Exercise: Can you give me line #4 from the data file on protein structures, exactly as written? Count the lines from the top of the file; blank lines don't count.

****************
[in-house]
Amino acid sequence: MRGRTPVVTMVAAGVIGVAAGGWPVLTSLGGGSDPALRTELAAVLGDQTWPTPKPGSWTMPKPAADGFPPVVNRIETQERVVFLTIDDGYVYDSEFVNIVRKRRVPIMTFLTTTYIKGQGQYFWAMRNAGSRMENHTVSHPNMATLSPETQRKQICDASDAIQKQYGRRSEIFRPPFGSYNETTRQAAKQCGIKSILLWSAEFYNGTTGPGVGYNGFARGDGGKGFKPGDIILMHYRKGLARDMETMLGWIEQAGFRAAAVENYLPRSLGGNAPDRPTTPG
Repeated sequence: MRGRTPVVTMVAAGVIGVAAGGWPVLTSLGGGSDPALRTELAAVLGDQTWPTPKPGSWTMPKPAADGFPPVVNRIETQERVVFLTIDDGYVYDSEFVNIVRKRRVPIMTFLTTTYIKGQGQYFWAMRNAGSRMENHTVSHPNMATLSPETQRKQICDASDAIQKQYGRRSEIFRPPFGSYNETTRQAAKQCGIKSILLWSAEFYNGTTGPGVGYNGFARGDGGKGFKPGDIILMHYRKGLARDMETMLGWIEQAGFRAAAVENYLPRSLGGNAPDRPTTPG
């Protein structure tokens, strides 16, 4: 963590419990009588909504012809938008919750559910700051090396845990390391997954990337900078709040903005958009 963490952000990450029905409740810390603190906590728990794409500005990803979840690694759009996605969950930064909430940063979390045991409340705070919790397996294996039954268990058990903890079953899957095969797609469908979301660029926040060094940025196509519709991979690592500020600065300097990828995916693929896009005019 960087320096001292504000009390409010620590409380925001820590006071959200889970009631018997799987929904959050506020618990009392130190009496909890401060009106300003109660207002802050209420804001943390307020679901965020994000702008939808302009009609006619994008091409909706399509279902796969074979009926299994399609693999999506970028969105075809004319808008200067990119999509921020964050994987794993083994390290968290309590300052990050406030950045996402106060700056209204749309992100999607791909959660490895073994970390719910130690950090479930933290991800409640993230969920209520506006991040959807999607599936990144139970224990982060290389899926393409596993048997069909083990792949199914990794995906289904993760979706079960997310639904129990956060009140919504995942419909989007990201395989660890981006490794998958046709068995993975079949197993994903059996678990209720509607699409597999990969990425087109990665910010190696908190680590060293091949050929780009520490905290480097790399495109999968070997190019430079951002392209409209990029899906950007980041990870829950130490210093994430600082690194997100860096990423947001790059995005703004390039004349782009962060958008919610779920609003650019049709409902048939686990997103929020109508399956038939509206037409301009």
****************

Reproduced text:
């Protein structure tokens, strides 16, 4: 963590419990009588909504012809938008919750559910700051090396845990390391997954990337900078709040903005958009 963490952000990450029905409740810390603190906590728990794409500005990803979840690694759009996605969950930064909430940063979390045991409340705070919790397996294996039954268990058990903890079953899957095969797609469908979301660029926040060094940025196509519709991979690592500020600065300097990828995916693929896009005019 960087320096001292504000009390409010620590409380925001820590006071959200889970009631018997799987929904959050506020618990009392130190009496909890401060009106300003109660207002802050209420804001943390307020679901965020994000702008939808302009009609006619994008091409909706399509279902796969074979009926299994399609693999999506970028969105075809004319808008200067990119999509921020964050994987794993083994390290968290309590300052990050406030950045996402106060700056209204749309992100999607791909959660490895073994970390719910130690950090479930933290991800409640993230969920209520506006991040959807999607599936990144139970224990982060290389899926393409596993048997069909083990792949199914990794995906289904993760979706079960997310639904129990956060009140919504995942419909989007990201395989660890981006490794998958046709068995993975079949197993994903059996678990209720509607699409597999990969990425087109990665910010190696908190680590060293091949050929780009520490905290480097790399495109999968070997190019430079951002392209409209990029899906950007980041990870829950130490210093994430600082690194997100860096990423947001790059995005703004390039004349782009962060958008919610779920609003650019049709409902048939686990997103929020109508399956038939509206037409301009």